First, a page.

Over the holidays, Calhoun’s Voluntary Action Center was busy collecting cans, delivering presents and spreading Christmas cheer. While Executive Director Stacy Long said it was a jam-packed couple of months, she said it was well worth it.
Their season started off in November with their annual Fired Up Food Drive, which takes place at both Calhoun City Schools and Gordon County Schools. This yearly event provides around 80-85 percent of food donations for the VAC, according to Long.
This year, local schools collected non-perishable donations during the week of Nov. 12-16 in order to benefit the VAC’s hunger programs.
Long said that the VAC serves hot meals Mondays through Fridays and thanks to donations, they were able to provide 25,034 meals in 2017. She said they also provide nutritional support through the food pantry and in 2017 the VAC was able to help 9,986 individuals through the pantry.
“This year we had 24,835 non-perishable items donated,” Long said of the food drive. “We do a competition inside each school system and this year Calhoun Elementary School won for the city and Sonoraville Elementary School for the county.”
CES brought in the most food items at 3,367, and SES was right behind them with 2,899. The director said the food drive was a huge success this year.
Besides the food drive, Long also encourages those interested in helping to donate meal cards, another helpful way to provide nutrition to at-risk families and individuals.
“Our five-year plan, and we hope it doesn’t take us five years to get to this point, but we want to offer both lunch and dinner on a daily basis, Monday through Friday,” said Long, explaining how every donation helps someone in need.
The second annual Christmas dinner facilitated by the Calhoun High School baseball team on Dec. 18 was also a huge success for the VAC, serving almost 100 people, according to Long.
But the biggest VAC project this holiday season was by far the Christmas program, which delivers gifts and food to needy families, children and seniors. In 2018, Long said 1,976 individuals in Gordon County received a Christmas box, including 114 seniors and 850 children and their parents.
Families that applied to participate in the Christmas program back in October consisted of low-income families who had to complete a class with the VAC. Some of the classes offered covered topics ranging from budgeting, domestic violence awareness, parenting skills, job skills, fire safety, proper nutrition and English classes for Spanish speakers.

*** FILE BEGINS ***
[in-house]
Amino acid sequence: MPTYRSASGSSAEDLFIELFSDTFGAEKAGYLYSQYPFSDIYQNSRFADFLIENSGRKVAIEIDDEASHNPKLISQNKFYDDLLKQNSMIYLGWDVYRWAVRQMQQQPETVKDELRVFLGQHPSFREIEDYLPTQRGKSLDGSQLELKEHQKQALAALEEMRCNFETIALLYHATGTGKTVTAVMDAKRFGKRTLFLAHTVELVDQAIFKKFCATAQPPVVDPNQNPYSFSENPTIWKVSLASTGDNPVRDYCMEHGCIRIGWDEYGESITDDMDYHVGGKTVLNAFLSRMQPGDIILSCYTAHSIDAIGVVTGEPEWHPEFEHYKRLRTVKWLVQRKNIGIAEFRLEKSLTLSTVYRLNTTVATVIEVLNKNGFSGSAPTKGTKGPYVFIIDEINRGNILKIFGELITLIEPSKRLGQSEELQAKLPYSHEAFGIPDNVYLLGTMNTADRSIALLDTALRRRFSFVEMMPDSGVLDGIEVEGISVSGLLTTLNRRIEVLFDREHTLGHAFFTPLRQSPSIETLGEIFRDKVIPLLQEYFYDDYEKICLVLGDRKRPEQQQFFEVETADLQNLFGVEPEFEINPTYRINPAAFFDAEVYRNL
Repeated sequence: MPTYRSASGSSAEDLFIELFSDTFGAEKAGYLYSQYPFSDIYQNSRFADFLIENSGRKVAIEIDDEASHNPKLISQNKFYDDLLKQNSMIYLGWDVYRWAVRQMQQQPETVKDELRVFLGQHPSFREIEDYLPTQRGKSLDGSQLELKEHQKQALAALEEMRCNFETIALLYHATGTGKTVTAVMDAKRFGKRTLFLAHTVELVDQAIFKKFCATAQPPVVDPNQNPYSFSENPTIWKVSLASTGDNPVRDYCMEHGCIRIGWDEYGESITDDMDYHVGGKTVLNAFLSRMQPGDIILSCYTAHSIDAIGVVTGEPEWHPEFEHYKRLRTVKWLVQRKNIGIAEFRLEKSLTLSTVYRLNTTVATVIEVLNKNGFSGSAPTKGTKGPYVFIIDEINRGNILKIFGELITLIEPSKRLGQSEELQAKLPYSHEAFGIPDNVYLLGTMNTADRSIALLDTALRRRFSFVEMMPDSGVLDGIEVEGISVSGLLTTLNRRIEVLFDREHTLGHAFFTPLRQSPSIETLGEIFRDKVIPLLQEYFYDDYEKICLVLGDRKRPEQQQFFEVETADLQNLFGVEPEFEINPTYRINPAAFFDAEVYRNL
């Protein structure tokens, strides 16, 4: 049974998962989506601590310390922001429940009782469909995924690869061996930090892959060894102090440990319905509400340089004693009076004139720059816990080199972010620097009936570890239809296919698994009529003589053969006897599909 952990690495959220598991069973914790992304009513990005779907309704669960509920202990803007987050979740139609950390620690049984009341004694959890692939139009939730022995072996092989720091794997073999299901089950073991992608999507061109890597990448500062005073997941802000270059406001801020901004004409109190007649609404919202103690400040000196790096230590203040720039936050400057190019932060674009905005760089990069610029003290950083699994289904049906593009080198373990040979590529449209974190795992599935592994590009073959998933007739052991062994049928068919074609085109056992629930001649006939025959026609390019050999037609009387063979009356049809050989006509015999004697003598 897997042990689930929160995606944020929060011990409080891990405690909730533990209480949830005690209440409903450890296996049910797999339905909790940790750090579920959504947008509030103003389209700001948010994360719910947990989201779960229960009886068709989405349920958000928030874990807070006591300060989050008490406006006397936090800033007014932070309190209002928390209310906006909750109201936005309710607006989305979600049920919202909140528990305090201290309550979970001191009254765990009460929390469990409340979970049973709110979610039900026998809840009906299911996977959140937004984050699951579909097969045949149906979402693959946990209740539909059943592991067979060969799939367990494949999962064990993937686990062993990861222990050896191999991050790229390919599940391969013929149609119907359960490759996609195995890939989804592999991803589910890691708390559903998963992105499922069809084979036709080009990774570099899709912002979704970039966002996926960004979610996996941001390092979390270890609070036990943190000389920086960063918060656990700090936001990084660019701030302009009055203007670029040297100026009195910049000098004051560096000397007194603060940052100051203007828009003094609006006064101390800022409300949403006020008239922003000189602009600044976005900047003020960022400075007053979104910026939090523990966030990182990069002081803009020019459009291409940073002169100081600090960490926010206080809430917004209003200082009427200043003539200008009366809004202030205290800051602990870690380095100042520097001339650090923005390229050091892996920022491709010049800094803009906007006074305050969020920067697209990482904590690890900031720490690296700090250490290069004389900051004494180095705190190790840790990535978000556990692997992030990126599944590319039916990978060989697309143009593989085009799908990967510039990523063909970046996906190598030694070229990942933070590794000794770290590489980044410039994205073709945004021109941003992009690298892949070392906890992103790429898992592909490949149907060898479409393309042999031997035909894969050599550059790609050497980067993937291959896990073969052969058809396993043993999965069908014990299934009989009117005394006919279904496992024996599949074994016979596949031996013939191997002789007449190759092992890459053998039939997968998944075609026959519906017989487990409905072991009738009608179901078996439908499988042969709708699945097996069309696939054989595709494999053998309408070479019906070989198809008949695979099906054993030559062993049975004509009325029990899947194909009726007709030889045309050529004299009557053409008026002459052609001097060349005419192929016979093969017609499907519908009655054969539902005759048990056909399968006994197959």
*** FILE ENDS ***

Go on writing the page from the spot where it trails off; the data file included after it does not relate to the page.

“We had a total of 283 who attended classes from September to November and we had 22 attend who weren’t even a part of the Christmas program,” Long said.
Once the parents have taken at least one class, they can apply their family for the program, at which point the VAC works to try to get sponsors to “adopt” families and children.
“We had all of our families taken care of except for 75 children and a few who came in last minute,” Long said. “We used money that’s been donated to buy gifts for those kids.”
As a part of the program, every child gets at least one outfit and at least one or two non-clothing items. In addition, all the families get a meal box and a $10 gift certificate to Wholesale Food Outlet. Yet giving these families a special Christmas is not the only way the VAC reaches out to people during December.
Long said they also put together Christmas boxes and meal boxes for senior citizens, boxes which contain different gifts than those given to families and children. Long credited a few local organizations for helping with that holiday project in 2018.
“First Methodist pays for the seniors’ boxes and the Young Professionals Group with the Chamber of Commerce collects different gifts and puts together the boxes to deliver to the seniors,” Long said. “And this year, we also had some help from Rock Bridge Church take care of a few extra seniors who didn’t get on our initial list.”
All in all, Long said the VAC’s Christmas season went very smoothly. She even said the thrift store made more money in the last year than it ever has, and on behalf of the staff, she wanted to thank everyone who had helped out with their holiday programs and drives.
In further news, the VAC’s signature fundraiser, their fifth annual Murder Mystery Event, is coming up in March, which is a comedy-centered play written by a volunteer or VAC staff member. Long will be writing this year’s play.
Dinner is provided, as well as raffle drawings, a silent auction and opportunities for participants to win a cash prize if they guess who the killer is. Additional details will be released closer to the date of the event.